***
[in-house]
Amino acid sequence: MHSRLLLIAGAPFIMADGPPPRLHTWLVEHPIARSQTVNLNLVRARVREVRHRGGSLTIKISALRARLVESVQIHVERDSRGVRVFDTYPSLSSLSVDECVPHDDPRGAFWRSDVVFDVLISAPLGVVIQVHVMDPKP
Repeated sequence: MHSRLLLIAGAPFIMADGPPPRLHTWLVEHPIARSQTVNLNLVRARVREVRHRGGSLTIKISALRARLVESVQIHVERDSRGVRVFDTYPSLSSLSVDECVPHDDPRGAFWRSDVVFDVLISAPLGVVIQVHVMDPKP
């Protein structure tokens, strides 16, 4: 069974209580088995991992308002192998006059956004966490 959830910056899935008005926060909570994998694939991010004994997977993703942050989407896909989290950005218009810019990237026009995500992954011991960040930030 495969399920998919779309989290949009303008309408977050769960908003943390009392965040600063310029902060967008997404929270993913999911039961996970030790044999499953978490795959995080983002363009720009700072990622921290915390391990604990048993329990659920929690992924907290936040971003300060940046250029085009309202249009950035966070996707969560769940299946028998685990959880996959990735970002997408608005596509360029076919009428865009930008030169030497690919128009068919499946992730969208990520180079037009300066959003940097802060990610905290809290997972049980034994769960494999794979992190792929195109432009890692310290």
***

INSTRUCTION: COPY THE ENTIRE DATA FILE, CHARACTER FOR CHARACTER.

[in-house]
Amino acid sequence: MHSRLLLIAGAPFIMADGPPPRLHTWLVEHPIARSQTVNLNLVRARVREVRHRGGSLTIKISALRARLVESVQIHVERDSRGVRVFDTYPSLSSLSVDECVPHDDPRGAFWRSDVVFDVLISAPLGVVIQVHVMDPKP
Repeated sequence: MHSRLLLIAGAPFIMADGPPPRLHTWLVEHPIARSQTVNLNLVRARVREVRHRGGSLTIKISALRARLVESVQIHVERDSRGVRVFDTYPSLSSLSVDECVPHDDPRGAFWRSDVVFDVLISAPLGVVIQVHVMDPKP
């Protein structure tokens, strides 16, 4: 069974209580088995991992308002192998006059956004966490 959830910056899935008005926060909570994998694939991010004994997977993703942050989407896909989290950005218009810019990237026009995500992954011991960040930030 495969399920998919779309989290949009303008309408977050769960908003943390009392965040600063310029902060967008997404929270993913999911039961996970030790044999499953978490795959995080983002363009720009700072990622921290915390391990604990048993329990659920929690992924907290936040971003300060940046250029085009309202249009950035966070996707969560769940299946028998685990959880996959990735970002997408608005596509360029076919009428865009930008030169030497690919128009068919499946992730969208990520180079037009300066959003940097802060990610905290809290997972049980034994769960494999794979992190792929195109432009890692310290």